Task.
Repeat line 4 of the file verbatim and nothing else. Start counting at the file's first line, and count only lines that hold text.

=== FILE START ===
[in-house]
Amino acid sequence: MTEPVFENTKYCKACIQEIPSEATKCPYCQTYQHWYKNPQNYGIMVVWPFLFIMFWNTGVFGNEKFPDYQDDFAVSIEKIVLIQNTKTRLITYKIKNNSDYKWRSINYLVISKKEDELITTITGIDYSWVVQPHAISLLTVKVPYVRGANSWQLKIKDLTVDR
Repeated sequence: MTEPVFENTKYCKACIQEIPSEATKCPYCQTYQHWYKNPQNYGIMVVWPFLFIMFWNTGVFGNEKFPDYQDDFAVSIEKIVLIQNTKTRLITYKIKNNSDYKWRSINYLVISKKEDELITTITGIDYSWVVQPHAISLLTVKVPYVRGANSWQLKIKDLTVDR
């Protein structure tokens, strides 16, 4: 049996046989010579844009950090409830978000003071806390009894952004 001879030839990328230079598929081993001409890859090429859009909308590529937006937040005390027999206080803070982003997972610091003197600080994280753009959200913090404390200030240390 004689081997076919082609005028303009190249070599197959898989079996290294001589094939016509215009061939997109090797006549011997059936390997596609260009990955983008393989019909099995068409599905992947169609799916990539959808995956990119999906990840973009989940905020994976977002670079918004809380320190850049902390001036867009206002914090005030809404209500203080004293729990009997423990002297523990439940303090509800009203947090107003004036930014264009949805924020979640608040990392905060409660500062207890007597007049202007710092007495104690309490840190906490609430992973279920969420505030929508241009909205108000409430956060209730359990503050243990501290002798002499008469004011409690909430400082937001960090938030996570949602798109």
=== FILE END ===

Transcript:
């Protein structure tokens, strides 16, 4: 049996046989010579844009950090409830978000003071806390009894952004 001879030839990328230079598929081993001409890859090429859009909308590529937006937040005390027999206080803070982003997972610091003197600080994280753009959200913090404390200030240390 004689081997076919082609005028303009190249070599197959898989079996290294001589094939016509215009061939997109090797006549011997059936390997596609260009990955983008393989019909099995068409599905992947169609799916990539959808995956990119999906990840973009989940905020994976977002670079918004809380320190850049902390001036867009206002914090005030809404209500203080004293729990009997423990002297523990439940303090509800009203947090107003004036930014264009949805924020979640608040990392905060409660500062207890007597007049202007710092007495104690309490840190906490609430992973279920969420505030929508241009909205108000409430956060209730359990503050243990501290002798002499008469004011409690909430400082937001960090938030996570949602798109």